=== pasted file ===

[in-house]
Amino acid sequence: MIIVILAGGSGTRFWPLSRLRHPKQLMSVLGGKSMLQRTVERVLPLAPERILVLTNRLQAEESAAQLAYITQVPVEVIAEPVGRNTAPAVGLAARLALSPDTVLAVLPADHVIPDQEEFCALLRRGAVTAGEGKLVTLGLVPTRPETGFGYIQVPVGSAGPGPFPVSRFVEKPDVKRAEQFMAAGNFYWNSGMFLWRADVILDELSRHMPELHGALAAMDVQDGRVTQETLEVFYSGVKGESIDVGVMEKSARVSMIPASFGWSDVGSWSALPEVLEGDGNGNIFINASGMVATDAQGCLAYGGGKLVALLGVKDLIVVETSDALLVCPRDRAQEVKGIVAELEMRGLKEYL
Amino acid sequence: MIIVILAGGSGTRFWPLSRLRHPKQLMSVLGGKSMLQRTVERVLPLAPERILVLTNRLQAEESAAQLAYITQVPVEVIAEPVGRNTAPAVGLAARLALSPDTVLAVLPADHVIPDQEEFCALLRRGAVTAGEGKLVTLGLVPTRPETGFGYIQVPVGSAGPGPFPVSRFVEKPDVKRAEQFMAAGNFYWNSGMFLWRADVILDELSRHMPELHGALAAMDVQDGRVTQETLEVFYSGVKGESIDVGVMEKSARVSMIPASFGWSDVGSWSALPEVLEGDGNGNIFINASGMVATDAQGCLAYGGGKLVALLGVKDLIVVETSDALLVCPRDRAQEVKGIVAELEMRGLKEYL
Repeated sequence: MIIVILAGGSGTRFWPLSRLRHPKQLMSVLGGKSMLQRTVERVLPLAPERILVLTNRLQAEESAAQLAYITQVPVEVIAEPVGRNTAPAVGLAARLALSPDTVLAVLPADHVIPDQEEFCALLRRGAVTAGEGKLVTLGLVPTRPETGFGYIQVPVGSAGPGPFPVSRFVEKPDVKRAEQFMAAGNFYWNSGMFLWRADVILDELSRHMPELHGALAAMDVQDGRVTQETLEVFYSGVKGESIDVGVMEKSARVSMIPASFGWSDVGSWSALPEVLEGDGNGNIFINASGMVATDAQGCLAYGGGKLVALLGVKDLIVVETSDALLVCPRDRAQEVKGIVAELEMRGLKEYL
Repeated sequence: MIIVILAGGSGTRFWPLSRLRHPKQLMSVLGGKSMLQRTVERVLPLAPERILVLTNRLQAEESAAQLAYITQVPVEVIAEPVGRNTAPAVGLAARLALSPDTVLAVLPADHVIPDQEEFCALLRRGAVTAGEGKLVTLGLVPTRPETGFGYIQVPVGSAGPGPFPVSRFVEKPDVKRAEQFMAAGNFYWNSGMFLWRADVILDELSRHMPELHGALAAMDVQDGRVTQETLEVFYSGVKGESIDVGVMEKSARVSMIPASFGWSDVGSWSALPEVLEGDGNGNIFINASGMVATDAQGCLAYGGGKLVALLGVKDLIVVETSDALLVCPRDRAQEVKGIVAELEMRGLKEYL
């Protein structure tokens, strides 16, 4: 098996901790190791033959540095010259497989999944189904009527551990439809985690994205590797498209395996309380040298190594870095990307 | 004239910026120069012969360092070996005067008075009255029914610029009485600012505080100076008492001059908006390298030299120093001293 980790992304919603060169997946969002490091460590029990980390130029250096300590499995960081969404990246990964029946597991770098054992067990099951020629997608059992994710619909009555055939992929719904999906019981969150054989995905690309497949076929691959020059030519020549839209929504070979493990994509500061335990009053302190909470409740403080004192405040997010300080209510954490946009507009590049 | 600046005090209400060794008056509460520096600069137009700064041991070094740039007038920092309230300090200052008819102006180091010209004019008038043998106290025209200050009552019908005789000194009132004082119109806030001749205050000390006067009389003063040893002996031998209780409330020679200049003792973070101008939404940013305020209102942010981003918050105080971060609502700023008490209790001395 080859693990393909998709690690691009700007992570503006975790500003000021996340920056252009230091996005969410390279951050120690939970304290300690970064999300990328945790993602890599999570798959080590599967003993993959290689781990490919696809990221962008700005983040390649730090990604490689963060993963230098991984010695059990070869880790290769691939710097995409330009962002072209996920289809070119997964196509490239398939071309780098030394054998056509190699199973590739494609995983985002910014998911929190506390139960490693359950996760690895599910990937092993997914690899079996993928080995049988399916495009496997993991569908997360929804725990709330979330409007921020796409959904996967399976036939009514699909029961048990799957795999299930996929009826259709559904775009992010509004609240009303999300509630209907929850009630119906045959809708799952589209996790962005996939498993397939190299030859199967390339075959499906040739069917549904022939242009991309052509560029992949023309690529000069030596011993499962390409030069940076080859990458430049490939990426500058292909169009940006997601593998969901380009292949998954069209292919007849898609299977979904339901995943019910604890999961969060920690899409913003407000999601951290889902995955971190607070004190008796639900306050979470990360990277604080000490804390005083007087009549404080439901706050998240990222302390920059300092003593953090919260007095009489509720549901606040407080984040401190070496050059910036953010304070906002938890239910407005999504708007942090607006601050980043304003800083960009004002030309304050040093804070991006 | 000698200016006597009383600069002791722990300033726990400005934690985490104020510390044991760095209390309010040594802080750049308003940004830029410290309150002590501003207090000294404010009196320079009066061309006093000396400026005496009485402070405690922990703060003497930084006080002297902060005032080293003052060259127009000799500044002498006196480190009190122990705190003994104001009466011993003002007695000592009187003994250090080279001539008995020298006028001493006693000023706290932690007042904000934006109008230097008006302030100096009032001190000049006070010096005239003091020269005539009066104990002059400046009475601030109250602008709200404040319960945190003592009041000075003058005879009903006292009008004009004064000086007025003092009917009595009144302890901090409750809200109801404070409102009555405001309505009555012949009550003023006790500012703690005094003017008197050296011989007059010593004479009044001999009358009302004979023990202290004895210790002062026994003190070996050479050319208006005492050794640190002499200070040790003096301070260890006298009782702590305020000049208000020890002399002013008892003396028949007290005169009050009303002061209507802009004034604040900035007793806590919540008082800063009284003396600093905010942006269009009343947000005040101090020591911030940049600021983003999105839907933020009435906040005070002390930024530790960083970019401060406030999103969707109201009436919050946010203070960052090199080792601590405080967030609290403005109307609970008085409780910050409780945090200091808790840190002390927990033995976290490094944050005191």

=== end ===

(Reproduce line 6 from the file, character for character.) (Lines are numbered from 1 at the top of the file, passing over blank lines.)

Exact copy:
């Protein structure tokens, strides 16, 4: 098996901790190791033959540095010259497989999944189904009527551990439809985690994205590797498209395996309380040298190594870095990307 | 004239910026120069012969360092070996005067008075009255029914610029009485600012505080100076008492001059908006390298030299120093001293 980790992304919603060169997946969002490091460590029990980390130029250096300590499995960081969404990246990964029946597991770098054992067990099951020629997608059992994710619909009555055939992929719904999906019981969150054989995905690309497949076929691959020059030519020549839209929504070979493990994509500061335990009053302190909470409740403080004192405040997010300080209510954490946009507009590049 | 600046005090209400060794008056509460520096600069137009700064041991070094740039007038920092309230300090200052008819102006180091010209004019008038043998106290025209200050009552019908005789000194009132004082119109806030001749205050000390006067009389003063040893002996031998209780409330020679200049003792973070101008939404940013305020209102942010981003918050105080971060609502700023008490209790001395 080859693990393909998709690690691009700007992570503006975790500003000021996340920056252009230091996005969410390279951050120690939970304290300690970064999300990328945790993602890599999570798959080590599967003993993959290689781990490919696809990221962008700005983040390649730090990604490689963060993963230098991984010695059990070869880790290769691939710097995409330009962002072209996920289809070119997964196509490239398939071309780098030394054998056509190699199973590739494609995983985002910014998911929190506390139960490693359950996760690895599910990937092993997914690899079996993928080995049988399916495009496997993991569908997360929804725990709330979330409007921020796409959904996967399976036939009514699909029961048990799957795999299930996929009826259709559904775009992010509004609240009303999300509630209907929850009630119906045959809708799952589209996790962005996939498993397939190299030859199967390339075959499906040739069917549904022939242009991309052509560029992949023309690529000069030596011993499962390409030069940076080859990458430049490939990426500058292909169009940006997601593998969901380009292949998954069209292919007849898609299977979904339901995943019910604890999961969060920690899409913003407000999601951290889902995955971190607070004190008796639900306050979470990360990277604080000490804390005083007087009549404080439901706050998240990222302390920059300092003593953090919260007095009489509720549901606040407080984040401190070496050059910036953010304070906002938890239910407005999504708007942090607006601050980043304003800083960009004002030309304050040093804070991006 | 000698200016006597009383600069002791722990300033726990400005934690985490104020510390044991760095209390309010040594802080750049308003940004830029410290309150002590501003207090000294404010009196320079009066061309006093000396400026005496009485402070405690922990703060003497930084006080002297902060005032080293003052060259127009000799500044002498006196480190009190122990705190003994104001009466011993003002007695000592009187003994250090080279001539008995020298006028001493006693000023706290932690007042904000934006109008230097008006302030100096009032001190000049006070010096005239003091020269005539009066104990002059400046009475601030109250602008709200404040319960945190003592009041000075003058005879009903006292009008004009004064000086007025003092009917009595009144302890901090409750809200109801404070409102009555405001309505009555012949009550003023006790500012703690005094003017008197050296011989007059010593004479009044001999009358009302004979023990202290004895210790002062026994003190070996050479050319208006005492050794640190002499200070040790003096301070260890006298009782702590305020000049208000020890002399002013008892003396028949007290005169009050009303002061209507802009004034604040900035007793806590919540008082800063009284003396600093905010942006269009009343947000005040101090020591911030940049600021983003999105839907933020009435906040005070002390930024530790960083970019401060406030999103969707109201009436919050946010203070960052090199080792601590405080967030609290403005109307609970008085409780910050409780945090200091808790840190002390927990033995976290490094944050005191």